Stress or trauma – Financial issues, family difficulties, or health problems that can put a serious strain on the bond of the relationship and deprive you of potential for the best source of support. Devastating life events such as loss of a child, long-term unemployment, or turmoil in one of the partner’s family of origin, can tear a couple apart.
Problems communicating – Maybe you are not having fights, but you constantly feel misunderstood or ignored. You may feel like you don’t even have a good idea of what is happening with your partner lately, because you aren’t talking. Sometimes, there is something you want to share with your partner but you have not found the right way to tell them.
Trust has been broken – Infidelity through sex outside of the marriage can require a great deal of work to overcome. Even when not sexual, when one partner has gone outside the marriage secretly developing a close relationship, it can become an emotional affair and feel like a betrayal. Aside from affairs any secrets or lies in a relationship can erode trust and create distance.
Sex and physical intimacy problems – While there may be other relationship issues behind them, sexual issues are often one of the first complaints to arise. Couples can go from having frequent physical intimacy to almost none. There could be a difference in levels of sex drive, sexual preferences, or comfortability with particular sexual behaviors.
Loss of emotional intimacy – Without work, even people who love each other can grow apart and lose the “spark.” A relationship can be emotionally “starved” when you put all of your focus in life on work, children, religious life, hobbies, etc. Things may start to feel boring and routine, and there may be no spontaneity in your interactions. Partners sometimes complain that they have become more like roommates than intimate lovers.
Addiction and codependency issues – Addictions to substances like alcohol, drugs or painkillers, or to behaviors called “process addictions” such as sex, pornography, or gambling can cause great damage to intimate relationships. While the recovering addict needs to take responsibility for how their behavior affects their loved ones, the non-addicted partner has to learn to balance holding the addict accountable, while offering support in their recovery.
What happens in therapy
My approach in couples therapy starts by ensuring that we create a safe space together for dealing with issues that can bring out intense feelings. I see couples therapy essentially as learning how to discover and negotiate how both people in the couple can be happy and fulfilled together. During sessions you will open a dialogue and proceed step by step to the point where you can talk to each other from the heart.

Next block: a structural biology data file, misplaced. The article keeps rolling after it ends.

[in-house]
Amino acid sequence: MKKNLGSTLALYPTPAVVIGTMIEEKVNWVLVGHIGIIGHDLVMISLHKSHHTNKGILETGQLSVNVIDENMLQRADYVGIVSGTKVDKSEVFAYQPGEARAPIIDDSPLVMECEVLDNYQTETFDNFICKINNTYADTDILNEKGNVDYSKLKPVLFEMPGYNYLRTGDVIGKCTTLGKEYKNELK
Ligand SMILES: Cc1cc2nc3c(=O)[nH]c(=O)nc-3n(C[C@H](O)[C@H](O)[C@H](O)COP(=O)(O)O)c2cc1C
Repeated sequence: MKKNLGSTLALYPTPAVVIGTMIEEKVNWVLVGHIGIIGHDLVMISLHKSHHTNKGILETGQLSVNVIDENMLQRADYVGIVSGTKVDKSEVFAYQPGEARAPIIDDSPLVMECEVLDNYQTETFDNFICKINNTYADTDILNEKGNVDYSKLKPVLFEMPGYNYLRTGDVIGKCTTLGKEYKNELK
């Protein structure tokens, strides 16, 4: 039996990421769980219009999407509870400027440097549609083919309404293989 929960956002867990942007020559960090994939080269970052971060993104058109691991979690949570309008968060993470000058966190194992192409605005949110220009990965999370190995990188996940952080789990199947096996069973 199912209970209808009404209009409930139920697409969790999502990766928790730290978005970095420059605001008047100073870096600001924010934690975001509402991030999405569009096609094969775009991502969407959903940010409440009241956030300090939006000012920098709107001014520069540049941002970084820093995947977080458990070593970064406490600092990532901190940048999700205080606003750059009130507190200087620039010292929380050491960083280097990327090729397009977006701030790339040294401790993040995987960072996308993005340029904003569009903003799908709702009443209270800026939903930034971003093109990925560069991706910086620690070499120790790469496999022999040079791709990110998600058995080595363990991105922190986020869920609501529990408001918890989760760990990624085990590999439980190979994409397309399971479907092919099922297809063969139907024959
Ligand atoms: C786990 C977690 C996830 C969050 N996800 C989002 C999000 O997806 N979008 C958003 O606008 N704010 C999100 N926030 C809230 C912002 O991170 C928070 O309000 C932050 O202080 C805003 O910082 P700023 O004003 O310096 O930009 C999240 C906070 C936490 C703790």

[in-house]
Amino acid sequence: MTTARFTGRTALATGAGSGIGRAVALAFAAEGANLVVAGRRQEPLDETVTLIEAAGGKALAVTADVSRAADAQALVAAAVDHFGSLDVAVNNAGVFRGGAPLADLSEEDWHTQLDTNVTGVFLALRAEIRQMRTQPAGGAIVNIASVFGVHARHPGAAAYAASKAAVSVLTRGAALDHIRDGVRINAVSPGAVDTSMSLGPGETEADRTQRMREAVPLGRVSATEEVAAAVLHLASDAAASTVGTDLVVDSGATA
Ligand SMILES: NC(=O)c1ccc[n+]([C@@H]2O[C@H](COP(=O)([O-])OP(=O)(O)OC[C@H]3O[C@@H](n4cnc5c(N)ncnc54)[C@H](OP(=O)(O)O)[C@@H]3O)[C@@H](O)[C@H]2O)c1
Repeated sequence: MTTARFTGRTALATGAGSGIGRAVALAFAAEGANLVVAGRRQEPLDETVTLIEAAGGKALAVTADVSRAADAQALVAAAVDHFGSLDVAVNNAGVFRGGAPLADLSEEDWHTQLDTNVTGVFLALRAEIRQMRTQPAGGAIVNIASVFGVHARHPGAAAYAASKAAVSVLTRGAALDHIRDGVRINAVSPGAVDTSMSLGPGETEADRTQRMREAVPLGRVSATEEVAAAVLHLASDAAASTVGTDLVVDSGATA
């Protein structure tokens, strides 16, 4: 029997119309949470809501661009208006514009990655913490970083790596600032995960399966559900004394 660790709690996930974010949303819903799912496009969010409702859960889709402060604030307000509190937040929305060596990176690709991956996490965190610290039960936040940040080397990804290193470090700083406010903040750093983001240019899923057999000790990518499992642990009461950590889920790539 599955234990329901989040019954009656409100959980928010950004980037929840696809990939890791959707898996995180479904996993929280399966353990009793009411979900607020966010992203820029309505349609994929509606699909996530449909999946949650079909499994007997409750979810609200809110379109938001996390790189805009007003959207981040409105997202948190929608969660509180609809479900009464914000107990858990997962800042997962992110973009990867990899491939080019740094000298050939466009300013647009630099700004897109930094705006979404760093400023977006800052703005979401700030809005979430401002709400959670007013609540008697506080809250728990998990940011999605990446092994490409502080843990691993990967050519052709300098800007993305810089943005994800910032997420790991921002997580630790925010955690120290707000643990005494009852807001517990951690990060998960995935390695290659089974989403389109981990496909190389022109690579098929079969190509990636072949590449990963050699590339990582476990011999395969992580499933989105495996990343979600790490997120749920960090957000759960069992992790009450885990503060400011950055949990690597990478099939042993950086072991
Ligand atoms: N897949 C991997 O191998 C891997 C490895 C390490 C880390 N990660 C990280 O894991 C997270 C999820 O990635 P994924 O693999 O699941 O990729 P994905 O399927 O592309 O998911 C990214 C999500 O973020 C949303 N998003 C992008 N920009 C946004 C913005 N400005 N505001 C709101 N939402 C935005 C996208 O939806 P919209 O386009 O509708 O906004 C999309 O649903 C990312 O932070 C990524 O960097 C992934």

In couples therapy, you will learn to understand your relationship on a deeper level. You will figure out what is REALLY going on. I will teach you skills to help you clearly see the underlying patterns of how you are relating that have caused problems, and I will help you find ways to break out of the cycle. You will learn approaches to expressing your feelings and your needs that will help the other person let their guard down and really listen. Each of you will learn new, and sometimes surprising perspectives on your partner’s behavior and to your own reactions to them. The goal of couples therapy is that both of you will retain your own identities and negotiate your differences in new and practical ways.
If there has been a betrayal of trust, you will determine together what actions are necessary for the trust to be rebuilt. Even couples who have completely lost the ability to trust, are often able to work through their issues and get to a place where their relationship was better than ever.
What if your partner won’t go?
If you want to try couples therapy and your partner doesn’t, don’t give up. Explain it to your partner patiently, at length, and don’t just spring it on them. Tell them you are worried for the relationship, that you love them, and want their help in making it succeed. Don’t just have the conversation once; have it over and over, and don’t take no for an answer. If your partner wants to learn more, I offer a free telephone consultation to address any concerns they have about the process.
If all else fails, try therapy alone. Instead of waiting for the other person who doesn’t want to go to therapy to change, therapy can help strengthen your own self-improvement and personal growth, and this could itself help the relationship improve. Also, I can give you suggestions of how you might be able to convince your partner to consider couples therapy.
Couples therapy can help!
Life is too short for you to be missing out on the fulfillment, love and satisfaction you can be getting from your relationship. You don’t have to suffer any more. Couples therapy can help. If you are having problems, reach out now.